Looking for love online can leave you with a depleted bank account as well as a broken heart .
An estimated 82,000 U.S. consumers who’ve used dating sites in the past 3 years have been scammed by individuals who shower them with compliments, romantic text messages and promised dates, only to bilk them for money, the Better Business Bureau said Tuesday.
The schemes can take months to play out as the scammer gains the victim’s trust, eventually asking for small amounts of money.
Scammers have bilked victims of nearly $1 billion since 2015, according to the group’s study.
The bureau undertook the study when it noticed an increase in complaints about online dating scams, said Steve Bernas, president and CEO of the Better Business Bureau of Chicago and Northern Illinois. Bernas estimated the bureau hears about only 10 percent of the online dating scam cases. “Most consumers don’t come forward to complain because they are embarrassed or devastated,” he said.
There’s no “typical” victim of romance fraud, according to the report. “The common denominator is that they are seeking a loving relationship and they believe they have found it,” the report said.
The FBI’s Internet Fraud Complaint Center and the Federal Trade Commission estimate that so-called romance fraud causes the greatest dollar loss of any fraud or scam that affects individuals, with the exception of investment fraud. Both agencies estimate that last year alone, 32,279 people were victims of online romance scams, losing $351.4 million.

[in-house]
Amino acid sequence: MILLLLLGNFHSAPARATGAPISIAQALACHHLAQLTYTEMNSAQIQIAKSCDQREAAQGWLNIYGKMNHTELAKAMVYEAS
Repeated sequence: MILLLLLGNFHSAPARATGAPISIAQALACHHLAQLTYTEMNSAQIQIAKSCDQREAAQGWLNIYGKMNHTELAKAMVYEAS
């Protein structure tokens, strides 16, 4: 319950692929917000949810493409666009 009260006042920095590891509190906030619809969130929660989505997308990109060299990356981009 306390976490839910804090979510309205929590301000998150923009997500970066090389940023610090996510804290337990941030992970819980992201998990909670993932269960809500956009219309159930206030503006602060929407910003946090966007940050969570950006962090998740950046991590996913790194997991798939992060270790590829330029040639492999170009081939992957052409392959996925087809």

To avoid becoming a victim, Bernas said online daters should beware of matches who quickly ask to take the conversation offline to text or Skype. He also recommends that online daters never send money or any personal information to someone they haven’t met in person.
Daters should always ask questions about specific details in profiles. For example, if someone is claiming to be a member of the military, ask for their military address and email domain. Always, the report said, be wary of discussions of marriage early in the relationship.
Romance fraud happens on every online dating site, Bernas said. “There’s no site that is 100 percent safe. Scammers are everywhere; they go where people are.”
©2018 the Chicago Tribune
Visit the Chicago Tribune at www.chicagotribune.com
Distributed by Tribune Content Agency, LLC.